Just came across this forum. Interesting information. I could relate to a lot of it. My mother died at 42 from alcoholism. My father is still alive - barely. He is 70 and still an alcoholic. He refuses to take care of himself or his house. He gets mad at any suggestion I make to improve the situation. It makes me mad that he has spent his younger days living it up and partying and now that his life is in shambles I am expected (by society I feel) to take care of him. I didn't force him to drink. Those were his choices. He chose to drink, he chose to live in a dump, he chooses every day to smoke and drink instead of doing something to improve his situation. He can go to the store for beer and cigarettes all the time - he is capable of cleaning his house. I feel like all I can do is just sit around and wait for him to die. And to be honest with you I probably wouldn't be upset. It's not my fault that I have no attachment to him - it's his. I just needed to vent. Thanks for listening.
Reply with quote #86
Reply with quote #87
My elderly father has turned into an alcoholic. When I was a kid my father was light drinker. I never ever saw him intoxicated. He was never abusive and he was a good father to me and my brothers.
His behavior started to change when my mother passed away about 3 years ago. He started acting very strange and I couldn't figure out what was wrong with him. He started having financial problems so he moved in with me and that's when it became clear that he had turned into a full blown alcoholic. I spoke with him expressing my concern about his drinking. He promised me he was going to cut back. It only got worse. He was frequently intoxicated. Not showing up for work. Stumbling over things. Slurring his speech, etc. I knew I had to do something. So I called AA and arranged a meeting for him. I gave him an ultimatum and told him either he join AA and get help or he would have to move out of my house. He refused to get help and chose to move out. That was one of the most painful decisions I ever had to make. But this seemed to somehow give him a wake up call. I know he didn't completely stop drinking but I did see some improvement. He seemed to have more of a clear head was taking better care of himself. We live in Atlanta and we recently had a lot of rain. His house was flooded so once again he had to move in with me. Since he moved back in with me he's back to being a full blown alcoholic again. I can rarely have a conversation with him without him being under the influence. He always acts so spaced out. I'm afraid he's going to hurt himself or hurt someone else. When I spoke to him today he was almost in Zombie like state. He drags his feet like he can barely walk. I've never seen him in this bad of shape. I was thinking about giving him the same ultimatum again but I don't know if that just might make it worse. At this point I really don't know what to do because he has no where else to go. I was wondering if I should at least forbid all drinking of alcohol in my house. I'm just so frustrated with the way my life has been for the last decade. My mother was sick with heart failure for years and I sacrificed a lot of my life to help care for her until she passed away in 2006. Now I'm faced with dealing with an alcoholic father. I don't mean to complain about anything because I know a lot of people have it far worse than I do. I'm sorry for being so long winded but I have no one else to talk to about this. My brothers are not willing to help. And my friends really don't understand. I just feel lost right now. Sincerely, Eric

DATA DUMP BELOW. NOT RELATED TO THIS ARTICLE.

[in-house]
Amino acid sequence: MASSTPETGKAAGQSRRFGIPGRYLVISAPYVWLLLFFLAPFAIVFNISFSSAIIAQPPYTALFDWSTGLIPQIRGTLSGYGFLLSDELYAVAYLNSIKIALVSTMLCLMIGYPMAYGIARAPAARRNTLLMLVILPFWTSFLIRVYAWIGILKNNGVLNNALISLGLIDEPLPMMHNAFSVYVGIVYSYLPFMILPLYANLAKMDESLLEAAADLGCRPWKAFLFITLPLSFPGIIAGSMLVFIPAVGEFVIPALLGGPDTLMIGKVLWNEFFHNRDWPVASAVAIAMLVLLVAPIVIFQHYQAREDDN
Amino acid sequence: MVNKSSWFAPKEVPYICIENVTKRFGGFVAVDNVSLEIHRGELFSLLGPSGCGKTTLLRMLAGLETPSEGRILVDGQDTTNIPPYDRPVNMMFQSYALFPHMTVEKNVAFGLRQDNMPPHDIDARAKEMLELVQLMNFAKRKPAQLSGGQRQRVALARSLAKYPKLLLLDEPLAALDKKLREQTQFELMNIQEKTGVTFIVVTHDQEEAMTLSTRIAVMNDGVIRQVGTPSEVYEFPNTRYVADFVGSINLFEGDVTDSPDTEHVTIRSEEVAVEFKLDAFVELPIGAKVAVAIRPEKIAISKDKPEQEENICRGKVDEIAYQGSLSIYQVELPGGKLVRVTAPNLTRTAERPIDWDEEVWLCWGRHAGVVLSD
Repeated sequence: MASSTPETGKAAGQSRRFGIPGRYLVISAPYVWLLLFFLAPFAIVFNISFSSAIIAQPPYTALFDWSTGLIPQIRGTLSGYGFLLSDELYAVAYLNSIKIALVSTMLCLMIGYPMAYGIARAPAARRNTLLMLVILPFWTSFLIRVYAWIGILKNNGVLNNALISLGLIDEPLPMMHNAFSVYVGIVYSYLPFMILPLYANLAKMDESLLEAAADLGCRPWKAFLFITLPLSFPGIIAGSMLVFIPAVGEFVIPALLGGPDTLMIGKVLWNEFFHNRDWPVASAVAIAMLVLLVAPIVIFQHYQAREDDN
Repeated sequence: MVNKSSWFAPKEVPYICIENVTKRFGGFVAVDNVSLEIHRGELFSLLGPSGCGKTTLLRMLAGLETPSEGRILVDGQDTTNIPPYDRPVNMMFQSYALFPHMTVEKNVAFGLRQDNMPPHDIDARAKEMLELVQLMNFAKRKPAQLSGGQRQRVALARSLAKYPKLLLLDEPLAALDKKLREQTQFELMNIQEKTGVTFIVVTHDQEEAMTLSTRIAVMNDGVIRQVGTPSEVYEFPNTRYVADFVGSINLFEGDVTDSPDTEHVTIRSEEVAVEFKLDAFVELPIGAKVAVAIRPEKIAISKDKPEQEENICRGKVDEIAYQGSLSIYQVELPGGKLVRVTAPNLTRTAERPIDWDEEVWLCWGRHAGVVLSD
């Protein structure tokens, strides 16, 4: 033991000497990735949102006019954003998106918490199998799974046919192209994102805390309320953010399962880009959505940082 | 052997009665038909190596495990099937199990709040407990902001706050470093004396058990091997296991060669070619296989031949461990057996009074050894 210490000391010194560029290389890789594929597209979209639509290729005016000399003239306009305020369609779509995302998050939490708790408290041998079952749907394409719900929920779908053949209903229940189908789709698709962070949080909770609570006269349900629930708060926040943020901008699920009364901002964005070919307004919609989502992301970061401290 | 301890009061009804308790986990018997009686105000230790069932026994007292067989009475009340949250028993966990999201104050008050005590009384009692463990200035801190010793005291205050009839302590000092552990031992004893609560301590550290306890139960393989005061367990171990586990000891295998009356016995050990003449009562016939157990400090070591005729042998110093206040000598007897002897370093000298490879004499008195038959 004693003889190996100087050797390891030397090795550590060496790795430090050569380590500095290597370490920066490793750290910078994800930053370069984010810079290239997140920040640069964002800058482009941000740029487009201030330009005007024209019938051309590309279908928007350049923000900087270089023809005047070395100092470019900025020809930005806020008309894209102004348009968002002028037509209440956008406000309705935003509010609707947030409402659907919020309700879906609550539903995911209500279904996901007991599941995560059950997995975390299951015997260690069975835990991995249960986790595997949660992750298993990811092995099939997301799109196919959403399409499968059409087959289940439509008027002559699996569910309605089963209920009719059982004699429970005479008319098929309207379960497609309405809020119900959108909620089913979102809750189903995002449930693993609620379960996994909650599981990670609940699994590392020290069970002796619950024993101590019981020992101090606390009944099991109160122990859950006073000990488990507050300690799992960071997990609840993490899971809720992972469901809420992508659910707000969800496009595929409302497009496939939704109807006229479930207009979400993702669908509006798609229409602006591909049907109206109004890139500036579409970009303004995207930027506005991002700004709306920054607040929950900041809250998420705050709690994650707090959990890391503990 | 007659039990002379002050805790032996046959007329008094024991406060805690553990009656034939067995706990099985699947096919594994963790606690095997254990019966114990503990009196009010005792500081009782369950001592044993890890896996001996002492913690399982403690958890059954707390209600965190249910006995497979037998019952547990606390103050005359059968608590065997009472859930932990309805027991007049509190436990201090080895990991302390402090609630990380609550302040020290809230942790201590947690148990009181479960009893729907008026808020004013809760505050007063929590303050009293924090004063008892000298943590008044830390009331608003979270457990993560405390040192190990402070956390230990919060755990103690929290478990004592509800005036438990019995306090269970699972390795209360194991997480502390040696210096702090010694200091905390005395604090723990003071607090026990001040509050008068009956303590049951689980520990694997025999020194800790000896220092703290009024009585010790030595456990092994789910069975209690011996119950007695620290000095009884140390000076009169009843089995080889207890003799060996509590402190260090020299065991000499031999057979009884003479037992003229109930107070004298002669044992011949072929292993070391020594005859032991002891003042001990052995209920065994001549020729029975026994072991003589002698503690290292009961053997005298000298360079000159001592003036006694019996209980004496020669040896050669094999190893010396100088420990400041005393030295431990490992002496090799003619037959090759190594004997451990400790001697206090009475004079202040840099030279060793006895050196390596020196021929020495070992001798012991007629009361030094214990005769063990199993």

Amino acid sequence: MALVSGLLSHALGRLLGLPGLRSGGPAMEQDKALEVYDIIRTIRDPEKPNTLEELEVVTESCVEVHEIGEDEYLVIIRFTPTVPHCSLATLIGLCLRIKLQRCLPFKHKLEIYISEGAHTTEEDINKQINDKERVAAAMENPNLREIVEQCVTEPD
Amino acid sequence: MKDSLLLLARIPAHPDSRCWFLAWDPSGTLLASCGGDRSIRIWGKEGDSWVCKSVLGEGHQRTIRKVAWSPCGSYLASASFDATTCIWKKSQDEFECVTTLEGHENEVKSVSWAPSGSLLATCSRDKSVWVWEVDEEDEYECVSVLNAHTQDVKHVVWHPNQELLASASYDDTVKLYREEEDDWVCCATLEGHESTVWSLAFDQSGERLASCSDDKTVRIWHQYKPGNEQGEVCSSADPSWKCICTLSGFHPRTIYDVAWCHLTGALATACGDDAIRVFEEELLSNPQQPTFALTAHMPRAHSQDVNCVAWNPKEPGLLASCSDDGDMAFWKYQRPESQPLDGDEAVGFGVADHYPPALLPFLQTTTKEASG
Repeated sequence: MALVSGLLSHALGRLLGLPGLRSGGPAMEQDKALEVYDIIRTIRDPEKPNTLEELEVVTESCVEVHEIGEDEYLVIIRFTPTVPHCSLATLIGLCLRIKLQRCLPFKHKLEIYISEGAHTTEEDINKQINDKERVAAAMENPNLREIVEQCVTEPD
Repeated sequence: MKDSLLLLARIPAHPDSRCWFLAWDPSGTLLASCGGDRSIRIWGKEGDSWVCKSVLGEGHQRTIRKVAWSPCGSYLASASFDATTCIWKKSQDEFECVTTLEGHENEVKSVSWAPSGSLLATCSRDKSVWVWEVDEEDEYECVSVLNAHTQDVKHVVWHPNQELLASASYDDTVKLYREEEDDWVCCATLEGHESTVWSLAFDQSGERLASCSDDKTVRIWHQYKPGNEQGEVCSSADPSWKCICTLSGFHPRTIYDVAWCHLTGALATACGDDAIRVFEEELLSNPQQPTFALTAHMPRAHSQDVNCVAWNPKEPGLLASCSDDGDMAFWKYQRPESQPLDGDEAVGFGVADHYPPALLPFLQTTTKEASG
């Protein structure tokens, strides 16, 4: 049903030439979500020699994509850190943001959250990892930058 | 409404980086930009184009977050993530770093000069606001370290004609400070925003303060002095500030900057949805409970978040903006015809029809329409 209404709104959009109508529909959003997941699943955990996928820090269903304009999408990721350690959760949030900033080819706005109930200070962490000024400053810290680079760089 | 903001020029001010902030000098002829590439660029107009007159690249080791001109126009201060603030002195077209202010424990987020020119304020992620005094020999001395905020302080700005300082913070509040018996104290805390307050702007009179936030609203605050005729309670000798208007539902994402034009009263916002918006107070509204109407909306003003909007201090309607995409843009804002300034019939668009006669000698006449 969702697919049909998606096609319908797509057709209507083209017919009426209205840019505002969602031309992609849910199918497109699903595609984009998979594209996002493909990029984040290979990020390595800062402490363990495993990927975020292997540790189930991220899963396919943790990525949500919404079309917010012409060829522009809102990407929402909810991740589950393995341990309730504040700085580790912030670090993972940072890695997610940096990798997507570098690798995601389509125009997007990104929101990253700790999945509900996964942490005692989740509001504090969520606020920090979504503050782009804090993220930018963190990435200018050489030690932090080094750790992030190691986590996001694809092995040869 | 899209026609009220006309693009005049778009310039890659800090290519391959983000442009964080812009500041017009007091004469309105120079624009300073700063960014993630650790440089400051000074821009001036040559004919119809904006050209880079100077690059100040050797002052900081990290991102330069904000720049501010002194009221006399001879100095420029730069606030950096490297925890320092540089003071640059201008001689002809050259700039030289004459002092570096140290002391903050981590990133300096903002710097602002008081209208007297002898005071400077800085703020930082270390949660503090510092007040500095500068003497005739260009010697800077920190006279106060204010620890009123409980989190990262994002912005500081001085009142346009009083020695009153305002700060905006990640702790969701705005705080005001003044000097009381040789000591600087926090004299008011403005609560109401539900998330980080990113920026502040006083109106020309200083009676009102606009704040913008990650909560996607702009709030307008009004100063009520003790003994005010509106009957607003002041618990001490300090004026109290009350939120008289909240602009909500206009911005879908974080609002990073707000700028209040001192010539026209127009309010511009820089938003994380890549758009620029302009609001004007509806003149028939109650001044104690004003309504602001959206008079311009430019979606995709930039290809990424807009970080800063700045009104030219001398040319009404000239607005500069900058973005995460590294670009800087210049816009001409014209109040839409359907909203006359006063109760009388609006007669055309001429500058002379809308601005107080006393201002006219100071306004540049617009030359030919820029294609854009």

Reply with quote #88
Eric, Rather than tell you a long, convoluted story about my PTSD father and his drinking, I will tell you what I have learned from a time line I created using his medical records. My dad stopped drinking as soon as he was given monthly B12 injections. He never fell off the wagon once after this. My sister and I never felt that the Ala-non meetings fit our particular situation and now I know why. I may be 100% wrong about this, but it seems very odd to me that your father suddenly became an alcoholic in his old age. I don't necessarily believe that your mother's death triggered his drinking. Perhaps his doctor could do a complete work up on him to check for deficiencies that may be contributing to his problems. http://www.doctoryourself.com/alcohol_protocol.html
Reply with quote #89